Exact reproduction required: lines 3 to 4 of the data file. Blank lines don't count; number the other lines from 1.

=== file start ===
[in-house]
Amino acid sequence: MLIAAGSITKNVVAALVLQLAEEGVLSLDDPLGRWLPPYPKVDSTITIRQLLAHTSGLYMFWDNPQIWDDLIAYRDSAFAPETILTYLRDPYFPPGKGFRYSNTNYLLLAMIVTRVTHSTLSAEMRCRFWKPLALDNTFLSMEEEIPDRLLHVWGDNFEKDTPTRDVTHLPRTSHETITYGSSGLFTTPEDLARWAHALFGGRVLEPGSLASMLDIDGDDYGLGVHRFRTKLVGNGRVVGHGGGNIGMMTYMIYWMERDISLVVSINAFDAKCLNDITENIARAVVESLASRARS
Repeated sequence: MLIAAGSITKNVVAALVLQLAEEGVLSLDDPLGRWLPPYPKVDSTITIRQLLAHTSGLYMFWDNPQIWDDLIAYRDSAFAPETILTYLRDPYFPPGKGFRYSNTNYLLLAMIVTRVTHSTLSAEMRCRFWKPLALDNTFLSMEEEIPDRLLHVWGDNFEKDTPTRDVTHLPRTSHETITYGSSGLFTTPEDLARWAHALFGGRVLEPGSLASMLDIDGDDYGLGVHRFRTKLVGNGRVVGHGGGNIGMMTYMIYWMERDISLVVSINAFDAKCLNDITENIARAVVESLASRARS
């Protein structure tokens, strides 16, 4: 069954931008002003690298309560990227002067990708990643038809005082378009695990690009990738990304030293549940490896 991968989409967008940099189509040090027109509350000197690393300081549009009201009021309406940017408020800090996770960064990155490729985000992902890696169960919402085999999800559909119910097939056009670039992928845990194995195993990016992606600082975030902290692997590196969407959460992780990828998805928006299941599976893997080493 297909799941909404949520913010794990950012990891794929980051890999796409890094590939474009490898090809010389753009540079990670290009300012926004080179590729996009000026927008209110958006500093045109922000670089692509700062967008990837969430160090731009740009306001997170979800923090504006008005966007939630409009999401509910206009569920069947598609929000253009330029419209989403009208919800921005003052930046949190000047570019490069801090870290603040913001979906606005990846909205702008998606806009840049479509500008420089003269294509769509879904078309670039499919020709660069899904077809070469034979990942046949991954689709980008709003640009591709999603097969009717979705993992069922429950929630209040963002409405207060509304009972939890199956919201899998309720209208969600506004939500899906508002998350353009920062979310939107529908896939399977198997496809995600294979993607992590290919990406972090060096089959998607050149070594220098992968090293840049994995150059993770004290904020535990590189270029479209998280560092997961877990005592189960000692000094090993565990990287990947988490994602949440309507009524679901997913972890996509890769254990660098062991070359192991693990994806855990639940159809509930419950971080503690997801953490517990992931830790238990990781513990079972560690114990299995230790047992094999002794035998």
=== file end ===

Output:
Repeated sequence: MLIAAGSITKNVVAALVLQLAEEGVLSLDDPLGRWLPPYPKVDSTITIRQLLAHTSGLYMFWDNPQIWDDLIAYRDSAFAPETILTYLRDPYFPPGKGFRYSNTNYLLLAMIVTRVTHSTLSAEMRCRFWKPLALDNTFLSMEEEIPDRLLHVWGDNFEKDTPTRDVTHLPRTSHETITYGSSGLFTTPEDLARWAHALFGGRVLEPGSLASMLDIDGDDYGLGVHRFRTKLVGNGRVVGHGGGNIGMMTYMIYWMERDISLVVSINAFDAKCLNDITENIARAVVESLASRARS
């Protein structure tokens, strides 16, 4: 069954931008002003690298309560990227002067990708990643038809005082378009695990690009990738990304030293549940490896 991968989409967008940099189509040090027109509350000197690393300081549009009201009021309406940017408020800090996770960064990155490729985000992902890696169960919402085999999800559909119910097939056009670039992928845990194995195993990016992606600082975030902290692997590196969407959460992780990828998805928006299941599976893997080493 297909799941909404949520913010794990950012990891794929980051890999796409890094590939474009490898090809010389753009540079990670290009300012926004080179590729996009000026927008209110958006500093045109922000670089692509700062967008990837969430160090731009740009306001997170979800923090504006008005966007939630409009999401509910206009569920069947598609929000253009330029419209989403009208919800921005003052930046949190000047570019490069801090870290603040913001979906606005990846909205702008998606806009840049479509500008420089003269294509769509879904078309670039499919020709660069899904077809070469034979990942046949991954689709980008709003640009591709999603097969009717979705993992069922429950929630209040963002409405207060509304009972939890199956919201899998309720209208969600506004939500899906508002998350353009920062979310939107529908896939399977198997496809995600294979993607992590290919990406972090060096089959998607050149070594220098992968090293840049994995150059993770004290904020535990590189270029479209998280560092997961877990005592189960000692000094090993565990990287990947988490994602949440309507009524679901997913972890996509890769254990660098062991070359192991693990994806855990639940159809509930419950971080503690997801953490517990992931830790238990990781513990079972560690114990299995230790047992094999002794035998």